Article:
Edited by Eric H. Kessler and Diana J. Wong-MingJi
Chapter 13: Cultural Mythology and Global Leadership in Iran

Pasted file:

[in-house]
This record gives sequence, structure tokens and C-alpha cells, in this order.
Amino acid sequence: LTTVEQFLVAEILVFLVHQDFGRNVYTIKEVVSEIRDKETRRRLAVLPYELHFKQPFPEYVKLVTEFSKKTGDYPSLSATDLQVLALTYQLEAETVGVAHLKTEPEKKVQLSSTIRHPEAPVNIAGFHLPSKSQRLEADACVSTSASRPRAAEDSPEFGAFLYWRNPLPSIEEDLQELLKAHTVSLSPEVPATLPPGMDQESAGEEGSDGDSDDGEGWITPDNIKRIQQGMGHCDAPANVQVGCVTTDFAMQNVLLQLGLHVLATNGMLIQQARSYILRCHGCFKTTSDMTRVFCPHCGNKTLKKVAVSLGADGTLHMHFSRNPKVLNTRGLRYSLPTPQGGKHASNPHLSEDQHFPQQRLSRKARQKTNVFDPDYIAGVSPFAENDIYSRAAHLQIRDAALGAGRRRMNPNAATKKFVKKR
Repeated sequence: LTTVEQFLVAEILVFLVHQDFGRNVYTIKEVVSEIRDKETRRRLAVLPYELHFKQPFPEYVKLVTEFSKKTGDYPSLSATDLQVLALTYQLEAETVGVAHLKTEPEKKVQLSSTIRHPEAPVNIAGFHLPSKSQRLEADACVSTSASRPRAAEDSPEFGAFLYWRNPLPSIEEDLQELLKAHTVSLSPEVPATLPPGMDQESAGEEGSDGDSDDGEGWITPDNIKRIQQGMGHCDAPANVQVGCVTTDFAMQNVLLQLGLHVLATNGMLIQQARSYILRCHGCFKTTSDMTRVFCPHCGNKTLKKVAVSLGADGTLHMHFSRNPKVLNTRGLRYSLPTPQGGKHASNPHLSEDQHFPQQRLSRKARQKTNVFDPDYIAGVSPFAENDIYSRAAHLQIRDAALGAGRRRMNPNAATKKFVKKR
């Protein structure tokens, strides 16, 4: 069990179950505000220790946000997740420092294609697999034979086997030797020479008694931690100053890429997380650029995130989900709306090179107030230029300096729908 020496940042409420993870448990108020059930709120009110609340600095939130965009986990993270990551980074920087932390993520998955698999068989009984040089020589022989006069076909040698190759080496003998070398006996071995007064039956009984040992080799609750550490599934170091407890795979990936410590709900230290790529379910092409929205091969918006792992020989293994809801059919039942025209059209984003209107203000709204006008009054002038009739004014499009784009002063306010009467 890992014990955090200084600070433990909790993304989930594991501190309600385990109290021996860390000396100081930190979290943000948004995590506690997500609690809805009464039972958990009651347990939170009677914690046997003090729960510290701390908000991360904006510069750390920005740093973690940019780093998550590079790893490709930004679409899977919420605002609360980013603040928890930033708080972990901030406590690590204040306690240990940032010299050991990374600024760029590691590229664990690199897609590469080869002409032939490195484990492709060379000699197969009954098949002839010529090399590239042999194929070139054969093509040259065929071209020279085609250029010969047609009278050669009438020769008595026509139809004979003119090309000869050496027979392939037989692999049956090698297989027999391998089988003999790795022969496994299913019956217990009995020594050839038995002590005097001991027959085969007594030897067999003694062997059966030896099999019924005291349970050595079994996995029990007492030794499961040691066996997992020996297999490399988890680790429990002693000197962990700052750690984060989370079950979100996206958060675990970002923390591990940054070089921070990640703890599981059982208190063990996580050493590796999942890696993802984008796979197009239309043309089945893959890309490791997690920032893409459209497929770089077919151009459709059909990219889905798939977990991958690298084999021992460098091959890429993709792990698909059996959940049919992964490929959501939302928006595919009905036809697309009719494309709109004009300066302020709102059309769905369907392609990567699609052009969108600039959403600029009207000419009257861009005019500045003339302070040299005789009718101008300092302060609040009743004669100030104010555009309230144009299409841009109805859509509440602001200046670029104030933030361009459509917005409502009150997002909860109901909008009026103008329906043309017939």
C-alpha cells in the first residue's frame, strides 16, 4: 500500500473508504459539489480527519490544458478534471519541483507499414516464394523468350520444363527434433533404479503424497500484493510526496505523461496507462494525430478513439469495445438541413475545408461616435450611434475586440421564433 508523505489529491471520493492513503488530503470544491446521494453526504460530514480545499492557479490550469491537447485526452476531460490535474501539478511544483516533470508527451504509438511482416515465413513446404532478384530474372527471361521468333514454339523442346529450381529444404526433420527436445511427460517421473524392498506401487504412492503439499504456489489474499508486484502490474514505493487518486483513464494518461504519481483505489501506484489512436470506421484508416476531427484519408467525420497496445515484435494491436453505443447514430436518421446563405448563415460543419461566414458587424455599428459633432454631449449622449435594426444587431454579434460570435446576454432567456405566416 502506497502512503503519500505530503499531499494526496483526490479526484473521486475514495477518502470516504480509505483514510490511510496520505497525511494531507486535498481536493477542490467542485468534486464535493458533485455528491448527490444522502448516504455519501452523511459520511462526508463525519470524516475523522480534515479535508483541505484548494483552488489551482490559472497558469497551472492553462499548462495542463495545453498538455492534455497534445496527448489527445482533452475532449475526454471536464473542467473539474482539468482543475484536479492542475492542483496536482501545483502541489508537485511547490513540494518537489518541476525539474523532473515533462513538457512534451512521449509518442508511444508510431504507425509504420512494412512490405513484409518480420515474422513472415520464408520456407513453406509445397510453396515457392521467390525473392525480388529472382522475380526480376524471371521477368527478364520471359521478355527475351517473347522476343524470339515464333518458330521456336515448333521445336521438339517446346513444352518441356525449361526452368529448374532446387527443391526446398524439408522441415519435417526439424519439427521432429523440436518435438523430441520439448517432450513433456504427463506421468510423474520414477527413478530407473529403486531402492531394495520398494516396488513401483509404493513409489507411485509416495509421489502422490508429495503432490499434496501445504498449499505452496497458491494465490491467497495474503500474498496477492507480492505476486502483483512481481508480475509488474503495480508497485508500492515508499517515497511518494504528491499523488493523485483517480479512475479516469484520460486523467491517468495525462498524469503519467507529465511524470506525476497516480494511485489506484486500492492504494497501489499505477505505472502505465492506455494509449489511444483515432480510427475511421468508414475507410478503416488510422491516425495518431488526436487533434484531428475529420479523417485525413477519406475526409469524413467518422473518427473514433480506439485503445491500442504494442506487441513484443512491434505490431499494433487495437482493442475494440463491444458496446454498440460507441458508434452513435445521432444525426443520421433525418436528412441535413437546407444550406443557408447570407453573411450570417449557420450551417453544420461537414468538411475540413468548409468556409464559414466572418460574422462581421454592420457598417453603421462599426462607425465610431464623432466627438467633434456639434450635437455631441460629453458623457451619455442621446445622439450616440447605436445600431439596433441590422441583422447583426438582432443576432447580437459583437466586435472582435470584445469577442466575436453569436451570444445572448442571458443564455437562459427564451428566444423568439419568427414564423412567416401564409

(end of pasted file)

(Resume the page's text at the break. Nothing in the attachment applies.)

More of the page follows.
Afsaneh Nahavandi INTRODUCTION Until 1979 Iran, or Persia as it used to be known in the West, had been a monarchy for over 3000 years. The monarchic identity, presence of a central powerful government symbolized by a king and the cultural elements that accompany such traditions are an indelible part of Iranian culture and ideals of leadership. During its long history, the country has been subject to numerous invasions including those of Alexander the Great in 300 BC, and the Arab invasion of the seventh century AD, which brought Islam to Iran. As a result, Iran experienced cultural battles between its imperial and Indo-European roots and the cultures of the invaders. What some would consider the ‘true’ Iranian identity has survived through many conflicts, sometimes going underground, with adjustments and adaptations. Iranian mythology reflected in fairy tales, folklore and literature has survived for thousands of years and continues to be taught in schools and used in popular story telling and art. The courageous, caring, humble and daring leader-hero who rises to save the nation against various supernatural, foreign or domestic evils, while showing unwavering loyalty to country, king and father, kindness to the weak and his enemies, and caring for his followers is an ever present character. This chapter will consider the dominant cultural themes that run through Iranian mythology, shape ideals of leadership in Iran and help understand current leadership. OVERVIEW OF LOCAL CULTURE AND MYTHOLOGY Although Iran is at the heart of the Middle East and shares the...
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